Teasing a Terrible Star Wars Movie

The first teaser for Star Wars Episode VII has hit the internet.  (I’m dragging my feet about calling the movie by it’s humiliatingly stupid name.)  I know a lot of people are excited by it, but I’m not.  I had pretty low expectations going into it, too.  Nevertheless, it disappointed me.  With people saying that it hit all the right Star Wars “notes” though, I thought I’d try to explain my position.   I don’t suspect I’m going to change anyone’s opinion and of course I’m not going to convince J. J. Abrams to fix anything–he will likely never even hear of me–but here are reasons why I’m more convinced then ever that the new Star Wars movie will be terrible.

Star Wars Hopes

There Has Been an Abstraction

The teaser begins with what appears to be an establishing shot of a desert.  For those first four seconds I was entirely on board.  Then the voice-over started.  I usually don’t mind those–and I’m ok with the particular voice in question–but there were two problems.  First, the speaker seemed to be having trouble with the dialogue; his rhythm and enunciation were awkward, like a person trying to read a poem dramatically even though he doesn’t understand it, or a person saying things in a foreign language that he doesn’t know.  The words may be right, but there’s a disconnect.  It feels off.

In this case however, the problem isn’t really the speaker.  The dialogue in question is terrible, especially for Star Wars dialogue.  We’re going to come back to this later too: there’s a certain flavor to Star Wars, and that flavor is important.  For lack of a better word, we’re going to say that things in the Star Wars universe are functional, or perhaps “lived-in.”

Think of it like clothes.  Some people have two sorts: fancy clothes and everyday clothes.  The fine clothes are for special occasions only, because they can’t really endure anything but careful treatment.  If people wore their fancy clothes all of the time, they would wear out or get ruined.  Imagine newlyweds who wore a white dress and a tuxedo at their wedding, and then also while cleaning their house, lounging around watching television, and hurriedly eating spaghetti before a meeting.  This is why people have everyday clothes; the everyday clothes are for their actual lives.  They’re plainer but sturdier and more reliable.  The Star Wars movies introduced us to a universe that was ancient and lived in, and everything in it was of the plainer but sturdier and more reliable variety.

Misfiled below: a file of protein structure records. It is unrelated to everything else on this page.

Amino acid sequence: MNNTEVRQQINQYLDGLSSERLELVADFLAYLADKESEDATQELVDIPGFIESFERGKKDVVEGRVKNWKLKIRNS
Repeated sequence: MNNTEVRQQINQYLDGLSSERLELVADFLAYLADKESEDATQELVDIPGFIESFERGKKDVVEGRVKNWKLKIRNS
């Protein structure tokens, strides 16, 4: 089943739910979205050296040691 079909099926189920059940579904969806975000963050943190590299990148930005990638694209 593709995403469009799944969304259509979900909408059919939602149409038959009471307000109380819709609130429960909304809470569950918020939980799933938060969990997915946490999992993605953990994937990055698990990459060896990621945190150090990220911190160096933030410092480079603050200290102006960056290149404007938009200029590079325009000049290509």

Even the language was that sort.  In the original trilogy, we get introduced to some vague concepts and some complex relationships, but nobody uses any vague or complex language.  The dialogue instead approaches vague and complex things along the most functional path.  As a common example, we don’t know what it’s like to be connected to the Force and then to feel something significant through it, we can still understand the idea of a disturbance because that’s a purely practical word.  It doesn’t make anything more complicated than it needs to be.  It points something out and lets the characters get back to doing things in response to it, and characters doing things is the point of the story.

Compare this to the first sentence in the teaser:  “There has been an awakening.”  Aside from justifying the title of the movie, it doesn’t communicate anything.  Seriously, do you have any idea what the speaker is talking about?  Do you have any idea what characters should do in response to it?   It’s just a fancy word for the sake of being fancy, and it doesn’t do the basic thing that words are supposed to do.  Now imagine he had said, “There has been a disturbance,” instead.  You might need to see the movie to know what specifically he was talking about, but at least you would know what he was saying.

What we have in the trailer, especially as the voice-over continues, is an awkwardly delivered fancy-clothes soliloquy,  What we should want is a well delivered everyday-clothes soliloquy.  That would be more like Star Wars.

So, just a few seconds into the teaser, we have two signs of trouble:  J. J. Abrams either doesn’t recognize or doesn’t care that the actor is having trouble; and J. J. Abrams either doesn’t recognize or doesn’t care about the atmosphere of the trilogy who’s legacy he’s attempting to continue.  This may seem minor, and maybe it would be, but then the teaser continues.

A Very Urgent Desert